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Excerpts from this Manual mysql_stmt_fetch_column()

int mysql_stmt_fetch_column(MYSQL_STMT *stmt, MYSQL_BIND *bind, unsigned int column, unsigned long offset)


Fetches one column from the current result set row. bind provides the buffer where data should be placed. It should be set up the same way as for mysql_stmt_bind_result(). column indicates which column to fetch. The first column is numbered 0. offset is the offset within the data value at which to begin retrieving data. This can be used for fetching the data value in pieces. The beginning of the value is offset 0.

Return Values

Zero for success. Nonzero if an error occurred.


User Comments
  Posted by Flávio Saraiva on September 12, 2007
This is a bit missleading: "bind provides the buffer where data should be placed. It should be set up the same way as for mysql_stmt_bind_result()."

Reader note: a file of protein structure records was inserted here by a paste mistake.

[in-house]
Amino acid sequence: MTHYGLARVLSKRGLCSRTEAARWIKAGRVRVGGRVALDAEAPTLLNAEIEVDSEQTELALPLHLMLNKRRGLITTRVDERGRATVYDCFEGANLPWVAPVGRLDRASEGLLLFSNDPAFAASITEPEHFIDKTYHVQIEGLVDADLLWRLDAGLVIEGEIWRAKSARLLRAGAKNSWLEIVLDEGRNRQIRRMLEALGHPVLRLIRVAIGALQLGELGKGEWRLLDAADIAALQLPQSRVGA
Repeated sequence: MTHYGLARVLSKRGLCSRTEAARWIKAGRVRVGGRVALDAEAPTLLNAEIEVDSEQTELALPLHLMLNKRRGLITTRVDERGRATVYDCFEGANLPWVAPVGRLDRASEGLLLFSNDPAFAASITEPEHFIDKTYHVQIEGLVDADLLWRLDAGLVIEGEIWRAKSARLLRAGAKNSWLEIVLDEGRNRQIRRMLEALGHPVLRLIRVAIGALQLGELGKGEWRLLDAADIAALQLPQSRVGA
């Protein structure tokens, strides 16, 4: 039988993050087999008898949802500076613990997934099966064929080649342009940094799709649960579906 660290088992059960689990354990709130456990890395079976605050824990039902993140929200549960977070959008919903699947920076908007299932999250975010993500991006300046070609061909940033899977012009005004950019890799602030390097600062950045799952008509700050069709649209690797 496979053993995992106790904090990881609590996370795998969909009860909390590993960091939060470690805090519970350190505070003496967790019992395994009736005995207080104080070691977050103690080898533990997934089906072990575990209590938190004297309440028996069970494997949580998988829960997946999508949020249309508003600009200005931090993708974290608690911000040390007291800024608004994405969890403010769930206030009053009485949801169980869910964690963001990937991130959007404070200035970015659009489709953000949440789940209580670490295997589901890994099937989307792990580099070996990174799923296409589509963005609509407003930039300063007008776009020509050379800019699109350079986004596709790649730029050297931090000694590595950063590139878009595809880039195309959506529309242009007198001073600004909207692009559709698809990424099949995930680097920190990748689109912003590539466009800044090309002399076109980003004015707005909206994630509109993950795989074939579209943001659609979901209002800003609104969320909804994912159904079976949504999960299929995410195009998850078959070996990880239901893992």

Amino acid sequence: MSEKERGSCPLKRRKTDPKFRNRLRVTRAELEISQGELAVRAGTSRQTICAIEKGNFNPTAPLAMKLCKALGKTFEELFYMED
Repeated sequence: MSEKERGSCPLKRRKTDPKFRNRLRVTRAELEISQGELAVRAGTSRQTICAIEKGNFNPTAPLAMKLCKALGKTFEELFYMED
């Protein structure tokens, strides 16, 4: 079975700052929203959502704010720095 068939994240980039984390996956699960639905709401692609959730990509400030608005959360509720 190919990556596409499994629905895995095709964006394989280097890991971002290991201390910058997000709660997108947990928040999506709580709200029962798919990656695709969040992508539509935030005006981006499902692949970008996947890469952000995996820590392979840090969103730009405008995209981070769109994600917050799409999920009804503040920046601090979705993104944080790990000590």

The 'bind' argument expects a MYSQL_BIND structure setup for the target field, not the array of MYSQL_BIND structures used in 'mysql_stmt_bind_result()'.
  Posted by Etienne DECHAMPS on December 11, 2008
Please note: even if you only use this function to fetch your fields, you still have to bind the result parameters using mysql_bind_result(). If you don't, mysql_stmt_fetch_column() will SEGFAULT at this line (libmysql/libmysql.c:4069 in MySQL 5.0.67):

*my_bind->length= *param->length;

...because "param" will be an invalid pointer.
  Posted by Yuri Zak on February 19, 2015
use force ...

like mysql_stmt_fetch_column(stmt, &bind[1], 1, 0) instead mysql_stmt_fetch_column(stmt, bind, 1, 0)
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